Today was my bus tour up into Connemara. I took a similar tour
seven years ago, and that tour was on a cold, misty day, with some rain, at the beginning of October. A spring tour, on a bright sunny day , was a bit different.
Here’s the sort of terrain you get in Connemara. Peatlands, small mountains, scattered rocks, lots of sheep, and small lakes and streams. It reminded me a fair bit of the Scottish Highlands. But look at that gorgeous sky!
This is one of my favourite things – it’s called a crannog. It’s an artificial island built in the middle of the lake as a defense for local bronze-age clans. Some times, they would have special paths under water built up so those who knew the secret could get to the island quickly and safely, while outsiders would fall into the water.
This is the head of Killary Fjord, in the village of Leenane. Killary Fjord is the only fjord in Ireland.
A little further down Killary Fjord, they farm mussels. Apparently, they went to Norway to learn how to properly farm the fjord.
As with the last tour, Kylemore Abbey was the main stop. I took a lot of pictures last time; this is what it looks like when it actually sees the sun.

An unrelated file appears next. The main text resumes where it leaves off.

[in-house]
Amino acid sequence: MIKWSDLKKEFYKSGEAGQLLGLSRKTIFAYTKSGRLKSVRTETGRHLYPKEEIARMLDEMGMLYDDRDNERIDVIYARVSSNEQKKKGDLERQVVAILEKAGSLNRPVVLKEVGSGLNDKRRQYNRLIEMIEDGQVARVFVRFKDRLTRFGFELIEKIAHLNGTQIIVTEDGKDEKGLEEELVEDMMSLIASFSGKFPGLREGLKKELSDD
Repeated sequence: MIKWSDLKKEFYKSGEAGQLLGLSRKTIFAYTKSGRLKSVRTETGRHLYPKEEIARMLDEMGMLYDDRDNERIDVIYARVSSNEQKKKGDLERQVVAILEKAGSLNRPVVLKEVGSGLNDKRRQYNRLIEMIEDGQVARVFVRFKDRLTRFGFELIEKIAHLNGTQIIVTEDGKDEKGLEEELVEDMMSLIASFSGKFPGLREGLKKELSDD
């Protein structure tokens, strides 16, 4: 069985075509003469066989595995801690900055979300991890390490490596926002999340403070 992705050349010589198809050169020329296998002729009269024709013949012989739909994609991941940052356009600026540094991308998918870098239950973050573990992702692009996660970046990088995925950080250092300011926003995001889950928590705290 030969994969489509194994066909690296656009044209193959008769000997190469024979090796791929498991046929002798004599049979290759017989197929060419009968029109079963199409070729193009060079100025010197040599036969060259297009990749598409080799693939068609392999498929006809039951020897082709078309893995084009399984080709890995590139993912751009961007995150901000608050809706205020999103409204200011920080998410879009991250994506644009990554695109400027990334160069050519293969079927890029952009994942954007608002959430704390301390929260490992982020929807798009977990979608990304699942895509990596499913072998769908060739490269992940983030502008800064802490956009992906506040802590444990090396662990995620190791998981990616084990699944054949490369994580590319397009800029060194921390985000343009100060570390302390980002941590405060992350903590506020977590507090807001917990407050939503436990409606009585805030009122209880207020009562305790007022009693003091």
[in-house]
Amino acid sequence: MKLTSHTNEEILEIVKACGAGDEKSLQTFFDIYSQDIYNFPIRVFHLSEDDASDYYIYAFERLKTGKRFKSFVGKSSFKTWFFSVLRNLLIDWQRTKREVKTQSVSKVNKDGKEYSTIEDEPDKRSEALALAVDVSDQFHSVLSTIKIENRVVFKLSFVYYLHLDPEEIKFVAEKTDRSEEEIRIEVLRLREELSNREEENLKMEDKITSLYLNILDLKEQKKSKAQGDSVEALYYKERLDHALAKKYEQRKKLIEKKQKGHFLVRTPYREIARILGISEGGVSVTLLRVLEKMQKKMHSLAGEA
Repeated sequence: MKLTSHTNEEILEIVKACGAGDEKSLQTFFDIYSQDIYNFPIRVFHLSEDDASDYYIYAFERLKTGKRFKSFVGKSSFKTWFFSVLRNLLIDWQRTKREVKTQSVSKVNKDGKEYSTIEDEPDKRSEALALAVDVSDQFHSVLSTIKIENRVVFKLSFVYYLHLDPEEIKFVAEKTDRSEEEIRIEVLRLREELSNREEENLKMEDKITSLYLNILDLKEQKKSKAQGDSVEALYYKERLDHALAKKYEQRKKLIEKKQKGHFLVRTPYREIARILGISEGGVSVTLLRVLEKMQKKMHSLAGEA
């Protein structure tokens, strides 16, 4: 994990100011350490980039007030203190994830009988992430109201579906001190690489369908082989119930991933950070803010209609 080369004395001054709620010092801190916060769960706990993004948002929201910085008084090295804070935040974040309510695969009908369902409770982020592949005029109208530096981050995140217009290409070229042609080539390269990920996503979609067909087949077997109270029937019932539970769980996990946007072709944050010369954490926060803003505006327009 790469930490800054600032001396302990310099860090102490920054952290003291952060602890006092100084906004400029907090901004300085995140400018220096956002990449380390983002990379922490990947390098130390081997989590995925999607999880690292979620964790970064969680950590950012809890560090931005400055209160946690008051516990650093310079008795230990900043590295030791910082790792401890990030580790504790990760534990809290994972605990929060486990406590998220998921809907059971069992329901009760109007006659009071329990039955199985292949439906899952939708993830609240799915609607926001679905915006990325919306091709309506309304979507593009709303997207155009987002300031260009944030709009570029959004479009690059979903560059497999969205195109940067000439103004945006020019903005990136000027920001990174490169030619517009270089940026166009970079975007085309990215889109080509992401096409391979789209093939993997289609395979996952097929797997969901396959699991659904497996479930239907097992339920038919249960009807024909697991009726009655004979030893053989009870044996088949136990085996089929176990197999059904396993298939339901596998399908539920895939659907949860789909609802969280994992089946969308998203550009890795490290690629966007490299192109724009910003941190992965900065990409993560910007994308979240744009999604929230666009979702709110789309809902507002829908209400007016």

The walled Victorian Garden at Kylemore looks substantially better in the spring than it did in the fall.
Kylemore Abbey is beautiful, and one of the best things about it are the views. This is the view from the tea shop up near the garden.
I took a few pictures inside the abbey last tour, but I must have missed this thing, which is very cool. It’s a tabernacle and polyptych that the Benedictine nuns brought from the destroyed Ypres abbey.
This is a little stream going over a waterfall as it runs into Lough Scrib. I just think it looks neat, with the gorse and stuff.
So, that was my return to Connemara. Tomorrow, I go to Inismor, and have to get up early for that. And that means I’m going to bed, now.